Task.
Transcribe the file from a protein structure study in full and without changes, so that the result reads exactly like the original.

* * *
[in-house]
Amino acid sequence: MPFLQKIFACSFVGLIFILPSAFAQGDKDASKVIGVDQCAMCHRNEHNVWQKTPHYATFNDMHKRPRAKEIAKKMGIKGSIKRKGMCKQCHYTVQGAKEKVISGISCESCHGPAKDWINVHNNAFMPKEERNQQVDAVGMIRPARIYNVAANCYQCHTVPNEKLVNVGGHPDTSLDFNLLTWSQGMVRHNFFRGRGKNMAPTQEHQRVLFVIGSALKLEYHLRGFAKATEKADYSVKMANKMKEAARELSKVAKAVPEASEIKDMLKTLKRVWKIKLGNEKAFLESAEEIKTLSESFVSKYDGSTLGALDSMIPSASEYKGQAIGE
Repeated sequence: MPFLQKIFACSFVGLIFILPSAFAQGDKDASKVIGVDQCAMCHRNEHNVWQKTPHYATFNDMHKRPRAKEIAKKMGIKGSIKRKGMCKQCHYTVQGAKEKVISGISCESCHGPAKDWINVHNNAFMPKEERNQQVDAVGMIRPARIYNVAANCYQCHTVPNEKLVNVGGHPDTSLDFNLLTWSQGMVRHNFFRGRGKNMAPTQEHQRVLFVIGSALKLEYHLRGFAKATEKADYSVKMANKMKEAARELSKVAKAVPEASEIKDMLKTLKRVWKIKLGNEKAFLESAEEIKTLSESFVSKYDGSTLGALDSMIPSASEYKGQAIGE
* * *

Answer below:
[in-house]
Amino acid sequence: MPFLQKIFACSFVGLIFILPSAFAQGDKDASKVIGVDQCAMCHRNEHNVWQKTPHYATFNDMHKRPRAKEIAKKMGIKGSIKRKGMCKQCHYTVQGAKEKVISGISCESCHGPAKDWINVHNNAFMPKEERNQQVDAVGMIRPARIYNVAANCYQCHTVPNEKLVNVGGHPDTSLDFNLLTWSQGMVRHNFFRGRGKNMAPTQEHQRVLFVIGSALKLEYHLRGFAKATEKADYSVKMANKMKEAARELSKVAKAVPEASEIKDMLKTLKRVWKIKLGNEKAFLESAEEIKTLSESFVSKYDGSTLGALDSMIPSASEYKGQAIGE
Repeated sequence: MPFLQKIFACSFVGLIFILPSAFAQGDKDASKVIGVDQCAMCHRNEHNVWQKTPHYATFNDMHKRPRAKEIAKKMGIKGSIKRKGMCKQCHYTVQGAKEKVISGISCESCHGPAKDWINVHNNAFMPKEERNQQVDAVGMIRPARIYNVAANCYQCHTVPNEKLVNVGGHPDTSLDFNLLTWSQGMVRHNFFRGRGKNMAPTQEHQRVLFVIGSALKLEYHLRGFAKATEKADYSVKMANKMKEAARELSKVAKAVPEASEIKDMLKTLKRVWKIKLGNEKAFLESAEEIKTLSESFVSKYDGSTLGALDSMIPSASEYKGQAIGE